Carbon-based economy needs to change

Don’t give up on having kids—the world isn’t coming to an end, says Okanagan Water Stewardship Council chairman Tom Siddon.

In an upbeat address delivered on the last day of the Building Sustainable Communities conference held at the Coast Capri Hotel this week, Siddon encouraged his audience not to shun the political presence from environmental debates and solutions.

“There is a role for politics and politicians and you shouldn’t be crapping all over them. You should go out there, knock on their doors and influence a change of mind with the support of the general public,” said Siddon, who served as a Progressive Conservative MP from 1978 through 1990.

Elected during the first wave of environmental politics, Siddon’s lunchtime address reflected on a lifetime’s worth of work on environmental issues and the tricky balance politicians face in trying to retain their seats while pushing an environmental agenda.

He praised his own past Tory leader, currently beleaguered former prime minister Brian Mulroney, for pushing the environment in the global agenda by initiating the 1987 Montreal Agreement to reduce substances harming the ozone layer, like freon.

But Siddon then said he sees no place for party politics in solving an environmental crisis.

“Try to keep it nonpartisan if you want to be an instrument for change,” he encouraged his audience.

“If you want to organize, there’s a place for that, but I think this is something that we must work, all together (on), to influence and change the public mind.”

This doesn’t mean giving up on technology in his eyes.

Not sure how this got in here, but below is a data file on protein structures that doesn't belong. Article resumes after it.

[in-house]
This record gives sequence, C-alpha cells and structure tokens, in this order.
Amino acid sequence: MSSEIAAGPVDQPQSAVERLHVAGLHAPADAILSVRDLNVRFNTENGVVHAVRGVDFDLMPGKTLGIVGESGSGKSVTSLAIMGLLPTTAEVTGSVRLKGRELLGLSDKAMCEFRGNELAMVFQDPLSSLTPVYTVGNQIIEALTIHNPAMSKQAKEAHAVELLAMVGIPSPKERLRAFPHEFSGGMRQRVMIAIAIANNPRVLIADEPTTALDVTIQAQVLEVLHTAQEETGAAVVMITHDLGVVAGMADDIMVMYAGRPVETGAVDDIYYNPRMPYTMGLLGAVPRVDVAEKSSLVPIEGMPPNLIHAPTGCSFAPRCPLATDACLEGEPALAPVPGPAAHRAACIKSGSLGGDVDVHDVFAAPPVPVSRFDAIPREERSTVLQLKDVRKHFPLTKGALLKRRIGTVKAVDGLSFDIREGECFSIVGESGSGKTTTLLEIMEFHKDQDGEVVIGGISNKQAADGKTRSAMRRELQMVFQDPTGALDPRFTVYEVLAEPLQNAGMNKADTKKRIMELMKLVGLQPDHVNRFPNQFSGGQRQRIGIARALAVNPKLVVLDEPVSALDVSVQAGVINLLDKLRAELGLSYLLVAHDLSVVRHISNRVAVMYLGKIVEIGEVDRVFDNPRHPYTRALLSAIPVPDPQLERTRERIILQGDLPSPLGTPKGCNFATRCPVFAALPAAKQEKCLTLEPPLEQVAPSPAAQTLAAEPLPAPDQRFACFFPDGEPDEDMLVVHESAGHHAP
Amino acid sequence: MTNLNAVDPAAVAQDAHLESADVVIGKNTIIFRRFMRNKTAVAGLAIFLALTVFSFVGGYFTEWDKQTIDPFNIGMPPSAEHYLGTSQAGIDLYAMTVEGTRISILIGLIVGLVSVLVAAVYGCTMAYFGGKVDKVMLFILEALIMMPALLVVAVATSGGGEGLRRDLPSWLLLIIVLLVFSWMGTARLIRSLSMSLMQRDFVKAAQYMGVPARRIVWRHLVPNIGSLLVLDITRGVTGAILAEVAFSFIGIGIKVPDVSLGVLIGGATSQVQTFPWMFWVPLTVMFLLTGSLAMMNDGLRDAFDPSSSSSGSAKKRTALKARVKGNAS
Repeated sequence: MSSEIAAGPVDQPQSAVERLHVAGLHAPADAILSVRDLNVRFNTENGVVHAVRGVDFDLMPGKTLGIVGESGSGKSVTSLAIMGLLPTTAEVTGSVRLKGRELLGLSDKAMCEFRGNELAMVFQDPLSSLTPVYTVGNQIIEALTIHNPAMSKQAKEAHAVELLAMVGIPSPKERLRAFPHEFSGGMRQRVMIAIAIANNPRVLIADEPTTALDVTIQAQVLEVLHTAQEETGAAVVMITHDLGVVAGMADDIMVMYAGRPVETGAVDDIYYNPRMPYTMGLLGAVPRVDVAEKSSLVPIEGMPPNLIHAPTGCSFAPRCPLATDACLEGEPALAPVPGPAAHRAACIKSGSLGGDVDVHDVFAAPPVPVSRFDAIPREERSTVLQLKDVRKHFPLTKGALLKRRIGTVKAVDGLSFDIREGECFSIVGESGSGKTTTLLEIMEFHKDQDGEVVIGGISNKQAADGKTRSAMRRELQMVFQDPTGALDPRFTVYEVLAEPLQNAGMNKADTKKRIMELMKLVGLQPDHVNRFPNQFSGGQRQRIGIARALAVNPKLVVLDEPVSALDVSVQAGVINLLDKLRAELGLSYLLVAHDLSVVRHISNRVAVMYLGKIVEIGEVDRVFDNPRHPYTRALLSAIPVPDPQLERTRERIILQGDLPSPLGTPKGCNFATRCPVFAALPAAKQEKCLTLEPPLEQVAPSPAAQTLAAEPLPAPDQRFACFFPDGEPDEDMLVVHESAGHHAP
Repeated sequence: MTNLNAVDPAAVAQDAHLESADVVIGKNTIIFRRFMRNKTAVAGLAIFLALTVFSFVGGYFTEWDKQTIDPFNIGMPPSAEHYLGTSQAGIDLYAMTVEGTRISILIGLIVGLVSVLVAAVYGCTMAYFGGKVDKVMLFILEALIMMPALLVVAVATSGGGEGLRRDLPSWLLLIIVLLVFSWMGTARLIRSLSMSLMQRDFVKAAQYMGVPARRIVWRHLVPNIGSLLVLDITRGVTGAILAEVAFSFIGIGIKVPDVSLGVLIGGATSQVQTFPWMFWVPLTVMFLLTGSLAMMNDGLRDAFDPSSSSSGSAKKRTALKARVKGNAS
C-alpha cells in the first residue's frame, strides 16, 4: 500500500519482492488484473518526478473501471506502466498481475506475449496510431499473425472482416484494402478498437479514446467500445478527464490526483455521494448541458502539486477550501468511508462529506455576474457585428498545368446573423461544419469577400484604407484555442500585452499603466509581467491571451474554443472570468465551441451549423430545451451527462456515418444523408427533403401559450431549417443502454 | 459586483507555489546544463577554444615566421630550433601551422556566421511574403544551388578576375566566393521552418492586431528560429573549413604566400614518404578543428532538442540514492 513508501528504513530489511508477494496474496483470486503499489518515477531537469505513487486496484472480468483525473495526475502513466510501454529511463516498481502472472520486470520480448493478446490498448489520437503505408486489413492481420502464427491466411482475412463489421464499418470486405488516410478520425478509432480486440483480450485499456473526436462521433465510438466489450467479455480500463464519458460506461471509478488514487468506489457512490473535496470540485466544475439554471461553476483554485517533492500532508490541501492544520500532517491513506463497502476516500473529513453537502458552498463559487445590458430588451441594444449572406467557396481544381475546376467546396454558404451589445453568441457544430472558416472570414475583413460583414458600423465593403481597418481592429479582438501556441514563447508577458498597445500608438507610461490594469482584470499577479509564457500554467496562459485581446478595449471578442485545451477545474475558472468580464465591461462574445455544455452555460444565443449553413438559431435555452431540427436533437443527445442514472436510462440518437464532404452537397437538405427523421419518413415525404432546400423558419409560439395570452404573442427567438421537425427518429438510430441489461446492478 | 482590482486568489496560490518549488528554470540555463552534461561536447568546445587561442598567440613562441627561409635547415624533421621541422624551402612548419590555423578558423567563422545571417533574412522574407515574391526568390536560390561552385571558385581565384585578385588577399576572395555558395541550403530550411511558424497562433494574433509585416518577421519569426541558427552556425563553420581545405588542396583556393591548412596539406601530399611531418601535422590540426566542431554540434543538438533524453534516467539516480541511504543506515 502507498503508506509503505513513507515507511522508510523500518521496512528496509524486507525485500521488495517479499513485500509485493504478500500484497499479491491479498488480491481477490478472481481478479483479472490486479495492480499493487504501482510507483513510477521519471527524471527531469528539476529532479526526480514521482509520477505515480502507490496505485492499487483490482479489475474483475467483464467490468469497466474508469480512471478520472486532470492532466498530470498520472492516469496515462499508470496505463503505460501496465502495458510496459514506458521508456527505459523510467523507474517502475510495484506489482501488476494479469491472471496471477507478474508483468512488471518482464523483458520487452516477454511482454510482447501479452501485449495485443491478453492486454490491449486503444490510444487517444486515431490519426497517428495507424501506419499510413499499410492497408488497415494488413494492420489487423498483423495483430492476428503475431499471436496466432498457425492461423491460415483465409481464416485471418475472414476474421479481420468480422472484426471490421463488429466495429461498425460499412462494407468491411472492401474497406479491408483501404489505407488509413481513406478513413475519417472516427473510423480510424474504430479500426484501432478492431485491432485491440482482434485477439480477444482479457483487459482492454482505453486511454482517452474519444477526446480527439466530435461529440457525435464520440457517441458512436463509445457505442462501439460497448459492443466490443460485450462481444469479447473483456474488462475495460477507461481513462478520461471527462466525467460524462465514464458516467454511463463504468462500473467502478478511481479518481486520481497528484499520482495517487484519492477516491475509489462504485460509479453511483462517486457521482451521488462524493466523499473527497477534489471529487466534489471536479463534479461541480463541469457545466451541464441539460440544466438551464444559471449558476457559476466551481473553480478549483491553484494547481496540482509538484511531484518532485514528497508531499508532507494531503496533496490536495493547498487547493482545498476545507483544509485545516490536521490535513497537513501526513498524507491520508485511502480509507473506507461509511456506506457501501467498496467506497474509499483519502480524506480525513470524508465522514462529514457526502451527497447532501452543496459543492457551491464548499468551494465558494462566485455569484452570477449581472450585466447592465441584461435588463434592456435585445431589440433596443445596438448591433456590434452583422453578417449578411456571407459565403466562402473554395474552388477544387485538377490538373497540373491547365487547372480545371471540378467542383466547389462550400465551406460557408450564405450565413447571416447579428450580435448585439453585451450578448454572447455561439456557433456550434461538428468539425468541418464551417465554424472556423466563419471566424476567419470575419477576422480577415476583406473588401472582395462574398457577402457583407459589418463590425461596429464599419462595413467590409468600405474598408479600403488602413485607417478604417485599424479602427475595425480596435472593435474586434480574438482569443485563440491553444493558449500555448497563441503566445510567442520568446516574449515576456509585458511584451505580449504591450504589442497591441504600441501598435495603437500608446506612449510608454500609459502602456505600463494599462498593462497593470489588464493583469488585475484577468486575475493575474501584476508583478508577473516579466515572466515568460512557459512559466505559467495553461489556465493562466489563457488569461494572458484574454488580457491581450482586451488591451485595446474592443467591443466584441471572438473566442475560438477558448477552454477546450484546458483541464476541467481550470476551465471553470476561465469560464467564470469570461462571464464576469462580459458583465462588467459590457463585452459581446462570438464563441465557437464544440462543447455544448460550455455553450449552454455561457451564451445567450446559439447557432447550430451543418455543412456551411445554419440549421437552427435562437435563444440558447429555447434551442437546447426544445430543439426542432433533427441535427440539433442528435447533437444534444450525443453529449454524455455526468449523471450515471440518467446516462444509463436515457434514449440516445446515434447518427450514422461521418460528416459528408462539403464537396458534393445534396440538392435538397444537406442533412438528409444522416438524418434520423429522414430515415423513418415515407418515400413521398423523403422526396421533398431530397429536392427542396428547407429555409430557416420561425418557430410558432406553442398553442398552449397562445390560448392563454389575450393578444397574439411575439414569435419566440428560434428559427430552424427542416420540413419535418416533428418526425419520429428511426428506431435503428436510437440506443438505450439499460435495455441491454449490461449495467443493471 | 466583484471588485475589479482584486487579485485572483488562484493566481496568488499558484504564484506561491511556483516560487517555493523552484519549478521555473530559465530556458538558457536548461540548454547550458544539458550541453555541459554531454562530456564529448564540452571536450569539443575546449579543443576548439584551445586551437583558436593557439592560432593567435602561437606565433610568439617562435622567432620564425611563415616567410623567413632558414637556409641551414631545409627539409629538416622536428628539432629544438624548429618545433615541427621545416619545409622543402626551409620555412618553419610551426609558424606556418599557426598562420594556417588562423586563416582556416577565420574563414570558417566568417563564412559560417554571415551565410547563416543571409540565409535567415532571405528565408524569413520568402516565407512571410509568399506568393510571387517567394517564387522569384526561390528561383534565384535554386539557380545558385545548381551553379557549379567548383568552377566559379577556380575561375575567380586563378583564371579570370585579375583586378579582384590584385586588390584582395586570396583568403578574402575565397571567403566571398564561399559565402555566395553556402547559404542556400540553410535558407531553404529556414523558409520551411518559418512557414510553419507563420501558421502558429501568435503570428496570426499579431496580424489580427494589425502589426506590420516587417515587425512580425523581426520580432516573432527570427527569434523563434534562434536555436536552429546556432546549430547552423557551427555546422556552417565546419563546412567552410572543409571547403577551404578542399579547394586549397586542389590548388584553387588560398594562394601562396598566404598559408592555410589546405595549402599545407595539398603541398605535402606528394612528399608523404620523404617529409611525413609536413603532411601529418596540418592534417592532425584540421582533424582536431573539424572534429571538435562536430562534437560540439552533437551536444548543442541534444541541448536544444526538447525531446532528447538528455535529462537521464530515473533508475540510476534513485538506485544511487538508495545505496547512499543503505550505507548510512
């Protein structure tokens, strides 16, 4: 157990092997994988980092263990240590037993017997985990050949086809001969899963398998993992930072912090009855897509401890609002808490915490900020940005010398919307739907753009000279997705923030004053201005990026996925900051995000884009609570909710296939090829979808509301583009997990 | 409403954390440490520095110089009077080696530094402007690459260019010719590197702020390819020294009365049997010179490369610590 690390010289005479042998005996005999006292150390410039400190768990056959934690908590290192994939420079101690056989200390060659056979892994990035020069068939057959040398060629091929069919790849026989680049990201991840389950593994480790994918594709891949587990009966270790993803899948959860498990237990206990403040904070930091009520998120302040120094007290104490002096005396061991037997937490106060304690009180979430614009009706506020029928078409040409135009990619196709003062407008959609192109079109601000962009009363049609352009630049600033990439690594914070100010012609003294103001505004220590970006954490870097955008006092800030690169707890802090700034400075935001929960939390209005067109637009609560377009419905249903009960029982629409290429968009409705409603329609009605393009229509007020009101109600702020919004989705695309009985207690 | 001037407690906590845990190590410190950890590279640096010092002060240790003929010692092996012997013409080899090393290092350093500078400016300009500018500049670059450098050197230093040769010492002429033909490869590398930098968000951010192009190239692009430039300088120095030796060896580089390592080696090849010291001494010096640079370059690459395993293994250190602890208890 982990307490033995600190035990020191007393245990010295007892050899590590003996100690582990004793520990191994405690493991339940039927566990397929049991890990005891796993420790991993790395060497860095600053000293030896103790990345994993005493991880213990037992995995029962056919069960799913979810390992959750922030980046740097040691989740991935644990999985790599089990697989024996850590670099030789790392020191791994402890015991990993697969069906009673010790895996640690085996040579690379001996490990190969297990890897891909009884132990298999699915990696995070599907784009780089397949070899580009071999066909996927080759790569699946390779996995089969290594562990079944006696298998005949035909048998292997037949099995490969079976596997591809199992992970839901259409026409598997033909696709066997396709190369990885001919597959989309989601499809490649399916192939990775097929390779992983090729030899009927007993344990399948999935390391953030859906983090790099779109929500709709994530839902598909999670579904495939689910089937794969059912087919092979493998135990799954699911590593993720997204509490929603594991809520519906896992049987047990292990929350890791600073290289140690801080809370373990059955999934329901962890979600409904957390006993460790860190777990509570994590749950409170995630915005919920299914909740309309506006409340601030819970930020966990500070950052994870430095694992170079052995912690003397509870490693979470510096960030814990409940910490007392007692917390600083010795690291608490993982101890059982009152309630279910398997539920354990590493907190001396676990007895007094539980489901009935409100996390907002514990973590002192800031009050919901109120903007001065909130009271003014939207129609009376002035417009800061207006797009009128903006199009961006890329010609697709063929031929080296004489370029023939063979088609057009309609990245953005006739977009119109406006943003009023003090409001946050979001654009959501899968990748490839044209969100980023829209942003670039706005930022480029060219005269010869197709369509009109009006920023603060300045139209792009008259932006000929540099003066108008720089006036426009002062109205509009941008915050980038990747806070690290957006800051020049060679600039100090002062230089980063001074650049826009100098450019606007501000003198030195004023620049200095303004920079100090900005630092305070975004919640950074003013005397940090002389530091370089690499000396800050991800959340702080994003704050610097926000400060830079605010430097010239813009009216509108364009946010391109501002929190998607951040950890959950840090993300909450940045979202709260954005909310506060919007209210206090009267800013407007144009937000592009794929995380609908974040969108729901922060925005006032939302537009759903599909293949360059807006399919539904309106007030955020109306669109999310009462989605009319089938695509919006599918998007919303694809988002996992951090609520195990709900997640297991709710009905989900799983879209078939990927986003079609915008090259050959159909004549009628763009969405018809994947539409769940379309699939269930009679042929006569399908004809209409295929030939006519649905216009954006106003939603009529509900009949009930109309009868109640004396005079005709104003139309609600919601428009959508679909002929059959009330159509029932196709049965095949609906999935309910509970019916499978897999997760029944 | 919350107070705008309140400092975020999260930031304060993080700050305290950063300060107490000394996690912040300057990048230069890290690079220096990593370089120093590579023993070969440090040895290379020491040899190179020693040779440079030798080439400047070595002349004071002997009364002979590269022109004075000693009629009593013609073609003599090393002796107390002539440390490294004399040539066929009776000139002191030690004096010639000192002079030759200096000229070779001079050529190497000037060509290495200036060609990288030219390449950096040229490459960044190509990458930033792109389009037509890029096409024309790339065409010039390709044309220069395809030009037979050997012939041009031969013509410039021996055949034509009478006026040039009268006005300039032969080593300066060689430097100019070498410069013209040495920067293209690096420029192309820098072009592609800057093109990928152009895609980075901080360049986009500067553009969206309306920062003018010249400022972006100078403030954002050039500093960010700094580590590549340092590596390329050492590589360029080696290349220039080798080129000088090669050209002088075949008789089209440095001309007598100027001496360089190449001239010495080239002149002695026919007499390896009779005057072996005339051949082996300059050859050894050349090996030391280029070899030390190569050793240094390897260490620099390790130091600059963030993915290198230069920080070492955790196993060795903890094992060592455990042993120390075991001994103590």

An engineer by trade, Siddon fully expects to see human beings traveling in four-wheeled, propelled vehicles for many years to come—but the carbon age, in his mind, is coming to an end.

Noting there are many valuable health and research facilities that were funded by the profits from the oil and gas industry, he told the room it’s now time to be innovative, apply some ingenuity and generate new ideas.

Siddon cautioned against wallowing in a tailspin of dire predictions—although he’s certain there is a sustainable population limit the world will need to address in years to come.

He is now the director of the Okanagan Water Stewardship Council, championing a coordinated conservation effort in the Okanagan Valley.

As he started his presentation, he asked how many people were volunteering their time to support sustainable initiatives outside their regular working hours, roughly 30 per cent of the room raised a hand.

He then asked how many would consider running for politics—a half dozen raised their hands; as an audible giggle flowed through the room.